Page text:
In such an environment, not only does a case for privileged access based on Washington tradition play into one of Trump’s core campaign narratives, but it also fails to anticipate the inevitable response from the White House: What use are you to us? With audience fragmentation and the rise of social platforms, the traditional media’s collective leverage over those in power has been diminished, and the Trump administration has given every indication that it sees, in this chaotic period of tradition, an enormous opportunity.
On Jan. 21, the press was granted a sneak peek at what access will look like under a Trump presidency. Sean Spicer, the press secretary, used his first appearance in the White House briefing room to make a series of astonishing and patently false claims about the inauguration — or, more specific, about coverage of the number of people who attended the inauguration. He said stories suggesting that the inauguration crowd had been significantly smaller than the one in 2009 — including clear documentary photos and unambiguous assessments by experts — were merely “attempts to lessen the enthusiasm of the inauguration.” The tone of the prepared statement became increasingly aggressive:
There’s been a lot of talk in the media about the responsibility to hold Donald Trump accountable. And I’m here to tell you that it goes two ways. We’re going to hold the press accountable, as well. The American people deserve better. And as long as he serves as the messenger for this incredible movement, he will take his message directly to the American people where his focus will always be.
He took no questions. The reporters had been stage-managed, again, for their subject’s benefit; summoned for a punishment, and a spectacle, this time to the White House briefing room. They were back in the pen. As a spectacle, Spicer’s scolding may have felt abrupt and extreme, but it was years in the making. Trump’s presidency didn’t bring about the utter remaking — and repositioning — of the media. He just made it impossible to ignore.
Donald Trump’s relationship with the media may be obsessive, but it’s also deeply transactional — the media has always been a tool in his pursuit of fame and power. In previous decades, dealing with New York tabloids and national television, his tactic was to gain advantage within dominant media ecosystems; in dealing with the political press during the campaign,his approach had been to gain advantages not merely within media ecosystems but over them. To that end, he found great transactional value in Twitter. In a meandering pre-inauguration interview with The Times of London, Trump addressed the matter of his (still extremely active) account, which had evolved, under the same set of thumbs, from an object of widespread Twitter ridicule to an engine of a successful presidential campaign and, finally, to the actual voice of the American state:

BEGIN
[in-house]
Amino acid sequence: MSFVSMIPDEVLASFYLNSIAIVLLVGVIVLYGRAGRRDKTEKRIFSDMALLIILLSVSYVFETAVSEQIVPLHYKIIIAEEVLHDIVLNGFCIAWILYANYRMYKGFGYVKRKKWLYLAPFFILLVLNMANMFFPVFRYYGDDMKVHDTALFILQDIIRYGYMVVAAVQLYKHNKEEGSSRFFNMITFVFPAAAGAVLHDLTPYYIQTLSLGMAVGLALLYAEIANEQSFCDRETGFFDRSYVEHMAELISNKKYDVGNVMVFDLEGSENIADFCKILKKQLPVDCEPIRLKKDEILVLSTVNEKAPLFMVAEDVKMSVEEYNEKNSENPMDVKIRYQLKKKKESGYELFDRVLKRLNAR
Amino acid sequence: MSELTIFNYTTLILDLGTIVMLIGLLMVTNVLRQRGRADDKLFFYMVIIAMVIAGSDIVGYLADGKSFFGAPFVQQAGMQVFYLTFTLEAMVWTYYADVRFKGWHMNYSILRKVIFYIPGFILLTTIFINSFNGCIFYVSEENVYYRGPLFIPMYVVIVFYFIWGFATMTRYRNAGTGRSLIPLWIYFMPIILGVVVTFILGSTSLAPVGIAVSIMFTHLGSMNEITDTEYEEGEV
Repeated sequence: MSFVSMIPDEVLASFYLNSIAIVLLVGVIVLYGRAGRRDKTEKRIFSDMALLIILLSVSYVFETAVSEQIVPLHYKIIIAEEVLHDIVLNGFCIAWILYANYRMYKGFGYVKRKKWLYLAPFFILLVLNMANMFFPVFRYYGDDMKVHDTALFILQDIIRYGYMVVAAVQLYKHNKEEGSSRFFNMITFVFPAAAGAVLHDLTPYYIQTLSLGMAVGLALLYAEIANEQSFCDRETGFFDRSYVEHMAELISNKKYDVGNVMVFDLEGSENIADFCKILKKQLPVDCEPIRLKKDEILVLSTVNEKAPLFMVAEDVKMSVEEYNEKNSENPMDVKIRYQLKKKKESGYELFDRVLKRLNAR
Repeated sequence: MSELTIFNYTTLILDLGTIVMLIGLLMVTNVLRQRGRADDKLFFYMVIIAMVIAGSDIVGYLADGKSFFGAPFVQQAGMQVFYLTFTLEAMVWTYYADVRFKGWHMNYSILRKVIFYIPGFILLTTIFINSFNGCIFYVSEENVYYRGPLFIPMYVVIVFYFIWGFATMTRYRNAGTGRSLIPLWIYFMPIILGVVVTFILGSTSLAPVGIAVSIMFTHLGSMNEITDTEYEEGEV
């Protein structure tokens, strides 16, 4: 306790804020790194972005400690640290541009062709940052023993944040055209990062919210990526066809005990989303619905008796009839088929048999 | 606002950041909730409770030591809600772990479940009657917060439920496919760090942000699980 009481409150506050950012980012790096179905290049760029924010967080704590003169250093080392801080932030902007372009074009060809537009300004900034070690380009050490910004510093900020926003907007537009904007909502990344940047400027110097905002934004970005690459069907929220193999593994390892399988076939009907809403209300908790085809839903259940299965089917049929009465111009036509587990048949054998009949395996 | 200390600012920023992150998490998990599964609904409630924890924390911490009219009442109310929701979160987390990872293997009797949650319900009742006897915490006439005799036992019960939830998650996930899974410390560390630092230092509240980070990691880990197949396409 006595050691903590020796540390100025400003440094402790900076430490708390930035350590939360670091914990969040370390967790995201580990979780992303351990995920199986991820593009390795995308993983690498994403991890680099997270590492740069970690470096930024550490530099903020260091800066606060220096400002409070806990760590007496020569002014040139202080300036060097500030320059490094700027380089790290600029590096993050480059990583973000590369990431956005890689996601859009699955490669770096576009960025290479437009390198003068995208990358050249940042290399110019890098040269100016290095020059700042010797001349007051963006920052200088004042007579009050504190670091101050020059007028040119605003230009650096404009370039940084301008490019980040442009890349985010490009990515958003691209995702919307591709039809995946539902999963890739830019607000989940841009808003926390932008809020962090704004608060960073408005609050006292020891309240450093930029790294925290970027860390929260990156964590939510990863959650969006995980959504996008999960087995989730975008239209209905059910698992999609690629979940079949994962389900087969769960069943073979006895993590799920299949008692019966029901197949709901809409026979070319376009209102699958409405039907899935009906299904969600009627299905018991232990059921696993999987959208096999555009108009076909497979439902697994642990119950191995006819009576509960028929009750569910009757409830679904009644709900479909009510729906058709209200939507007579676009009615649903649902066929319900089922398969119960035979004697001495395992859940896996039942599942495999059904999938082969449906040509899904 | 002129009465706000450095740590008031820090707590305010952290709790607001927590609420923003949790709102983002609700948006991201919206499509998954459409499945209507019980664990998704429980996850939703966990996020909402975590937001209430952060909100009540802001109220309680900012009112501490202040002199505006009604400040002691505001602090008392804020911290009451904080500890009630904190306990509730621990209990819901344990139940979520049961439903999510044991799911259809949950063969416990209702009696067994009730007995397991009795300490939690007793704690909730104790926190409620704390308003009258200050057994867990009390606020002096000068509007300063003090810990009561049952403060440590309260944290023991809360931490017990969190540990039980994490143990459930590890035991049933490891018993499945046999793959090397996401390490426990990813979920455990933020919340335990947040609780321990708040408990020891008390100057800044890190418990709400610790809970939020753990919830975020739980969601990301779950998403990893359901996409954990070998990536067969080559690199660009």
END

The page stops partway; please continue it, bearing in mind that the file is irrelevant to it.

I thought I’d do less of it, but I’m covered so dishonestly by the press — so dishonestly — that I can put out Twitter — and it’s not 140, it’s now 280 — I can go bing bing bing . . . and they put it on and as soon as I tweet it out — this morning on television, Fox — “Donald Trump, we have breaking news.”
That Trump can will headlines and television segments into existence is obviously true and has the effect of expanding the influence of his account well beyond his 22 million followers (and, now, the 14 million he inherited with @potus). This doubles as a show of dominance: With tweets, he is able to reap the benefits of access — stories getting his message out, published by outlets that can find no justification for ignoring these particular words from the president, just because they appear on Twitter — and to create at least an appearance of transparency, but without actually granting any access at all. For Trump in his new role as president, reliance on Twitter pits two reasonable criticisms against each other: that he is both sharing too much and not sharing, in response to press questions, nearly enough.
To members of the media, this is disorienting, bizarre and crazy-making; through Twitter, the arrival of new statements from the president becomes an event unto itself. They fit most news organizations’ criteria of breaking news: They are important; they are unanticipated and at first glance inexplicable; they demand elaboration, explanation and detail. A few posts in the morning can consume the day ahead.
The media’s bewilderment at how to treat Trump’s tweets derives from the speed at which Twitter (and other social-media platforms) has undercut their prerogatives, but also from the media’s reluctance to fully embrace a scenario in which it is so thoroughly decentered. The pre-internet, pre-social media was inherently cartel-like, deriving much of its power from the exclusive access it could provide to large numbers of people. This was obviously interesting to advertisers, who wanted to reach customers. This audience would be similarly appealing to a politician, who would be keenly interested in how he was represented to it. That form of media power was rooted less in vague notions of trust or quality than in control over distribution, and it is voided on a service like Twitter. A social-media platform offers media companies the opportunity to reconstitute its operations within the service — with the ability to publish all sorts of media, and to maintain a brand, and to gain followers — but controls the means of distribution. Power is achievable on Twitter, but it is always borrowed, and shared.